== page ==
The Andes in the south of Ecuador are very different to those in northern and central Ecuador, with moorland at lower altitudes and unique vegetation assemblages. This is why protected areas such as as the Yacuri National Park are so important. The National Park is located southeast of the town of Amaluza, between the provinces of Loja and Zamora Chinchipe, on the border with Peru. To the north of Yacuri is the Podocarpus National Park and south, in Peru, the National Tabaconas - Namballe Sanctuary. Yacuri is a key fragment of the natural, cross-border corridor between the two countries.

The park protects moorland, cloud forests and dry scrub, which are the result of the confluence of climatic conditions from the dry west and the more humid east. Yacuri is also part of the  Podocarpus - El Condor Biosphere Reserve, an area of great importance for the conservation of biodiversity in the south.

43090 hectares
Creation year:
Altitudinal range:
2.800 - 3.600 meters
International award
  • Biosphere Reserve Podocarpus - El Condor (Declared by UNESCO in 2007).
  • Yacuri lake system declared a Ramsar site in 2012.
How to get?

From Quito, Guayaquil and other cities you must get yourself to the city of Loja.

From Loja. Take the road to Amaluza (120 km paved and 30 km unsealed).

From this town you can access the following sites:

Lagunas Negras 1 and 2. Take an unsealed road that leads to the Jimbura parish (18 km). Fifteen kilometers after Jimbura you'll reach the entry checkpoint.

Laguna Yacuri. Take an unsealed road that leads to the Consapamba neighborhood and continue on until you reach the Association El Arbolito where the entrance is to the El Arbolito trail.


Entrance to Cofradia. Amaluza. Province of Loja.


(07) 302-4852


The Yacuri National Park has sloping topography, with a large system of lagoons including Lagoon Yacuri, Las Arrebiatadas, Los Patos, Las Negras, Coloradas, Arenal, Huicundos, and Laguna Cox. The National Park is fairly steep, and geological formations are varied, dating from different geological periods. Because of Yacuri's topography, the only real activities undertaken there are realted to its conservation.

Existing facilities

In the Administrative Centre in Cofradía you'll find an Interpretation Center, camping areas and a refuge.  In addition there are several trails:

Romerillo path: this is an easy 1 km path. You can see a great diversity of flora and fauna such as romerillo species, orchids or birds.

Laguna Negra path 1 and 2: A 3 km path that takes you to the Lagunas Negras (Black Lagoons) and Los Pichachos. Here you can camp and fish, and it's a great place to take photos.

El Arbolito path. This is a 25 km trail, that leaves from Consapamba  and takes you to Laguna Yacuri. To make the tour guide and camping equipment required.

Cultural aspects

In several areas around this national park we have found important archaeological remains, which shows that this territory was occupied by several ancient cultures.

Some of the most important archaeological sites are El Camino del Inca (The Inca Trail), Plazas del Inca or Churos, petroglyphs and cemetaries or Cuevas de Gentiles.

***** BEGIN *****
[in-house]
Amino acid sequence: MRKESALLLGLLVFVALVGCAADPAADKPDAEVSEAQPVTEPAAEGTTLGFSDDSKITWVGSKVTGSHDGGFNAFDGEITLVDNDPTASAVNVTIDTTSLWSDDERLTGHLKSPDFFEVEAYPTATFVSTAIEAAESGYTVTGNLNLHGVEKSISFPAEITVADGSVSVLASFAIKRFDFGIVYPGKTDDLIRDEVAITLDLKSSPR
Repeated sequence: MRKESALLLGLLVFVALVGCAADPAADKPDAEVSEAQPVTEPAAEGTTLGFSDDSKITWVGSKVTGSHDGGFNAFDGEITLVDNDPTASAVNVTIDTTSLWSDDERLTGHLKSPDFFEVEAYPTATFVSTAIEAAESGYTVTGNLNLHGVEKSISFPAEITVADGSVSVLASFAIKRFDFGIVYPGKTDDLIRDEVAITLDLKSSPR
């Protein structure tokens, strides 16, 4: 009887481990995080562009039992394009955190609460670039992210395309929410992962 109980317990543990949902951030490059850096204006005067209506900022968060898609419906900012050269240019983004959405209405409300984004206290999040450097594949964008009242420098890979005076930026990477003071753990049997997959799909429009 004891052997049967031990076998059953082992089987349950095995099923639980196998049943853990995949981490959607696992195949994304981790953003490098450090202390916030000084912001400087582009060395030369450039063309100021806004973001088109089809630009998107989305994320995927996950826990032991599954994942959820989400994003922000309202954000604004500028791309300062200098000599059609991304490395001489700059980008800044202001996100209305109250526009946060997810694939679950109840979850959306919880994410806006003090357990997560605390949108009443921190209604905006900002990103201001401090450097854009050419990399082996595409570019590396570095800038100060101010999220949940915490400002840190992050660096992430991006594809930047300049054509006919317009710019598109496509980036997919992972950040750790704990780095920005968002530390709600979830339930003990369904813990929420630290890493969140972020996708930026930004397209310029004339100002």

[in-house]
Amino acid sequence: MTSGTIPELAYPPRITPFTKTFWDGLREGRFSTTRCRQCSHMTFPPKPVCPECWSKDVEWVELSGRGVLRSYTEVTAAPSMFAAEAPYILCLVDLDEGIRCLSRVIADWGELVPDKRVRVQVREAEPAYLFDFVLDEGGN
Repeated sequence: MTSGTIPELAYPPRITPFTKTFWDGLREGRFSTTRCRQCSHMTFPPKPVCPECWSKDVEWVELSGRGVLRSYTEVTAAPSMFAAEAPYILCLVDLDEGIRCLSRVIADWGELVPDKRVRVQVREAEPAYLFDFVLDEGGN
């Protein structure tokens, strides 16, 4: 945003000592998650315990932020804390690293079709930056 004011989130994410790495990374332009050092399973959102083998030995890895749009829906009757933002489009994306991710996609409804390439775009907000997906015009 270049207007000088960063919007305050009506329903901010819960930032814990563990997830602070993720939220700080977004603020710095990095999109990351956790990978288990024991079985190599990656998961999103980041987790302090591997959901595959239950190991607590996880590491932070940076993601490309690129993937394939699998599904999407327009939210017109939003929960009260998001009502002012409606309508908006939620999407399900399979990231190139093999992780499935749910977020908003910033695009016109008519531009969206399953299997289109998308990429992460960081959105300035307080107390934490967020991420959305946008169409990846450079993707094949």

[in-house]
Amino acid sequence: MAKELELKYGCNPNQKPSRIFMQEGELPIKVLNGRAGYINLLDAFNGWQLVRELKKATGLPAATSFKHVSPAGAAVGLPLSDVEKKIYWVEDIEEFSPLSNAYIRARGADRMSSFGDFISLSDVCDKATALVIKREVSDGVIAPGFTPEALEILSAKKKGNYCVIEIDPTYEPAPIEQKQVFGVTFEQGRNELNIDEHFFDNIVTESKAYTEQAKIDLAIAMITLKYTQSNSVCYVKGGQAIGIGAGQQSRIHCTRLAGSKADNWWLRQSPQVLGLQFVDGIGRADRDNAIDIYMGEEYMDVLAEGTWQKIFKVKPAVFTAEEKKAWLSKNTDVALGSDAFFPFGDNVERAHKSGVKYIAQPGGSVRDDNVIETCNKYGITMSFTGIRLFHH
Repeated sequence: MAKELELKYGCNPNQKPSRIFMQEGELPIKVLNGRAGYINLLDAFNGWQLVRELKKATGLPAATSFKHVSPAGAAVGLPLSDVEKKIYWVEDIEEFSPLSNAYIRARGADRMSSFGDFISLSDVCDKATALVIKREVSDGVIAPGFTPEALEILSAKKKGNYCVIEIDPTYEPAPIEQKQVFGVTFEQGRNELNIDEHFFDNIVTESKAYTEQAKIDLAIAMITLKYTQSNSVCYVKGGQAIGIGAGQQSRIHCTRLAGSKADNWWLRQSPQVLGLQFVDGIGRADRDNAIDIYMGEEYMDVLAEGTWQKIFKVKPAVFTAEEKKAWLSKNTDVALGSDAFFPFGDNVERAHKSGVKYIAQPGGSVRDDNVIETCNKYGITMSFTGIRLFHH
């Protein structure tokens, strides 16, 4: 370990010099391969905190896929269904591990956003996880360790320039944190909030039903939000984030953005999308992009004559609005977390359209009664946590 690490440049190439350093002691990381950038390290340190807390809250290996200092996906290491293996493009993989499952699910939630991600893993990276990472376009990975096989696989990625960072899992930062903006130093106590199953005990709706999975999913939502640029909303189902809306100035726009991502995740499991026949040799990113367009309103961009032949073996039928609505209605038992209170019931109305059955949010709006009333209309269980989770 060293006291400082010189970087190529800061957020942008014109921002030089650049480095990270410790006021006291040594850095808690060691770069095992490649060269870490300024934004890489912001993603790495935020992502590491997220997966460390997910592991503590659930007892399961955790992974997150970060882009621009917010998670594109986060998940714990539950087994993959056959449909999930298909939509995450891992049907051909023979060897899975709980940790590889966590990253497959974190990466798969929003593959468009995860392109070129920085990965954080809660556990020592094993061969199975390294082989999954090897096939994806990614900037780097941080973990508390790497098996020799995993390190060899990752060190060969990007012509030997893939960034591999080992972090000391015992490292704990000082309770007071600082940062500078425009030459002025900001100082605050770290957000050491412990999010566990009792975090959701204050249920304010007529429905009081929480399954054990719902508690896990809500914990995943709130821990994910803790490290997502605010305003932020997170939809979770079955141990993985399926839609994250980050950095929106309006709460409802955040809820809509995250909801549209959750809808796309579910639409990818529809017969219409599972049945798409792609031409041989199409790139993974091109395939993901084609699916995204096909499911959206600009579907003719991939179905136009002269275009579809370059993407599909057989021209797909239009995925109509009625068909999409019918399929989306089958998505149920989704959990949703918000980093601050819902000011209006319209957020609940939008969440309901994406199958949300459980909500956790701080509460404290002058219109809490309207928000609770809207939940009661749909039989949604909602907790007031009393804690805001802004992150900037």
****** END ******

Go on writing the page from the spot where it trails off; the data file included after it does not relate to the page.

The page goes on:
Another aspect that stands out is the traditional use of several of the lagoons in the Park, as well as the cultural tradition of throwing coins into the lagoons to bring good luck. It should be noted however, that this is not an activityconsidered in accordance with the principles of conservation and we urge visitors to avoid it.


Yacuri has 280 species of plants, of which 32 species are considered endemic to the area. Despite the low diversity of plants officially recorded, it is estimated that the area could be home to at least 1,300 species of vascular plants. Most of the park is made up of large areas of wilderness where grasslands are interspersed with large areas of achupallas and shrubs such as chuquiragua and valerian.

In some areas, like Angashcola, there are big sections of Andean forest  with important bamboo-like clusters and romerillo species, cascarilla and pumamaqui. You might also find wild relatives of the chirimoya and toronches or mountain papayas.

In terms of animals, the area is home to 18 species of mammals, 111 bird species and 11 amphibians. Mammals include the oso de anteojos (spectacled bear), the dwarf deer, puma, an Andean mountain wolf, Andean guanta, the skunk and the mountain tapir.bird-wise there are bearded turkeys, parrots, toucans, hummingbirds, tanagers, imperial snipes and brown belly cotingas. There are also Cutin frogs, glass frogs and marsupial frogs.

Main atractives

 Angashcola's forest

Angashcola forest is located in a small mountain range adjacent to the Sabanilla valley. Most of the Communal Reserve is made up of high-Andean cloud forest, dominated by rosemary trees and large swathes of grassland. The higher areas are covered with low trees and then further up, barren moorland.

The site is ideal for bird watching, as many of them are endemic to this area of the Andes. You might also find evidence of  mammals like the spectacled bear, mountain tapir, vizcacha and the Andean mountain wolf. 

 Yacuri Lagoons

The Yacuri lagoon complex consists of a total of 48 glacial water bodies. They are mainly located in the southern part of Yacuri National Park. Moorland vegetation surrounding the lagoons is different from the north of the country, and has many species that are endemic to the region of the Southern Andes.


Clothing. Warm clothes, waterproof poncho, sweater or raincoat in case of rain or drizzle. Proper footwear, with good walking boots if you're undertaking medium-long walks.